Britain and the amalgamation of the Rhodesias, 1937-1941
Mufuka, Ken N.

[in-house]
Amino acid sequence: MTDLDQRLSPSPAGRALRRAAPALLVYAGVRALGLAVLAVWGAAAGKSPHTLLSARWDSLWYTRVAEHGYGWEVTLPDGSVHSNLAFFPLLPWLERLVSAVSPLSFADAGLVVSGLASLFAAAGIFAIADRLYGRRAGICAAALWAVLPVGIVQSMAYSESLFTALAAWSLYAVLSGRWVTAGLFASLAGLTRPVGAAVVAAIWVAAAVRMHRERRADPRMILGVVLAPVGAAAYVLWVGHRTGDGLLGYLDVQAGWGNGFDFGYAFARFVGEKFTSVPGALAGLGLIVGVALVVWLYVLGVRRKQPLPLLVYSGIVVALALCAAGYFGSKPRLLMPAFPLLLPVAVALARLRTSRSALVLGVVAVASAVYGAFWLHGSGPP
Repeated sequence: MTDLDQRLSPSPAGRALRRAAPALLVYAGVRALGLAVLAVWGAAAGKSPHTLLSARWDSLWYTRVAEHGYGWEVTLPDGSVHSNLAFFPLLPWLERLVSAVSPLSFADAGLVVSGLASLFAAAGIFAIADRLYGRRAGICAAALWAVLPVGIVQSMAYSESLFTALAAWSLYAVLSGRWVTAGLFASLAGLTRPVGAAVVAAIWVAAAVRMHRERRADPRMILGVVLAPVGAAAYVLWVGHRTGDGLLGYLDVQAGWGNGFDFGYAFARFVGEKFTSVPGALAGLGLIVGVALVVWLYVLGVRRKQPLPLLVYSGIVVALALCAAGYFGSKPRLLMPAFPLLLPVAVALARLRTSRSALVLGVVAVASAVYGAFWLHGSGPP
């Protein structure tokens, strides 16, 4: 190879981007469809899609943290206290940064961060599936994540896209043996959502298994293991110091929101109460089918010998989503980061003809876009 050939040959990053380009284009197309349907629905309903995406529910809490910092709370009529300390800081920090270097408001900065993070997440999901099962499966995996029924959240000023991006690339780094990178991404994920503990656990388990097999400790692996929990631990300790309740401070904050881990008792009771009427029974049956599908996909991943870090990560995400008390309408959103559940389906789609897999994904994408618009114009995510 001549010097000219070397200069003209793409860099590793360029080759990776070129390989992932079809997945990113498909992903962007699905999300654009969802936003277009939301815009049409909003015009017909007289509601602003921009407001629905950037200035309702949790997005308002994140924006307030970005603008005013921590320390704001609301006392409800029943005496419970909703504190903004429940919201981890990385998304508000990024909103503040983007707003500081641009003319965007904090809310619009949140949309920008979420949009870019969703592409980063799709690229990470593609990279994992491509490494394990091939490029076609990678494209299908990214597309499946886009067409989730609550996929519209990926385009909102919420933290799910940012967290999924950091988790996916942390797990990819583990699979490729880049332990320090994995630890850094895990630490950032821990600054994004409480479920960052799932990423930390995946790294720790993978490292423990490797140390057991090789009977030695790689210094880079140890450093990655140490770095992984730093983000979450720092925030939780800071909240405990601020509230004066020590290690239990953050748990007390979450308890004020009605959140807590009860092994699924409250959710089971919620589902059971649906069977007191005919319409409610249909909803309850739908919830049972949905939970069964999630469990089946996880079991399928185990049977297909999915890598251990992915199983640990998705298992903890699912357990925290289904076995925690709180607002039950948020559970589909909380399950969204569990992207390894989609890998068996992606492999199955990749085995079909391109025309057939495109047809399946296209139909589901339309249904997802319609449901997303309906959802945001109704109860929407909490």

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It is generally believed that the rejection of closer association in Central Africa before 1953 by the British Government was largely to do with the racial policy of Southern Rhodesia. For according to the Bledisloe Commission Report of 1939, the principle of amalgamation itself was acceptable; but before amalgamation could be contemplated as a practical and salutary development, it would be necessary for Southern Rhodesia to show that her racial policy would ‘in the long run prove to be in the best interest of the natives’.1 Most commentators have accepted this view2 but the opening of Colonial Office correspondence for the period 1937-41 makes a closer examination of the question desirable; for the evidence suggests that the native policy of Southern Rhodesia was not the decisive impediment to amalgamation though undoubtedly an important one. The events of these years can now be reconstructed as follows. At the end of 1937 Huggins wrote to the Colonial Office urging that immediate steps towards amalgamation in Central Africa be taken. The British Government would do him a service if it could announce that it had approved of amalgamation in principle and that steps would be taken sooner or later in order to put that principle into effect. The reason that he gave this urgent request was that he was faced with a rising tide of pro-South African sympathies and that only a counter-move such as he proposed would save his government from being overwhelmed by that tide. The British Government refused to make such an announcement. Huggins then suggested that an alternative was to announce that a Commission of Enquiry would be sent to investigate ways and means of putting the principle of amalgamation into effect; but the Commission would be useful ‘only if it were empowered to report on the advisability of amalgamation, either sooner or later’. Eventually the British Government agreed to send such a Commission which could recommend accordingly but with one provision, known to Huggins only, that the British Government would not be bound to implement the recommendations ‘at any rate in the near future’.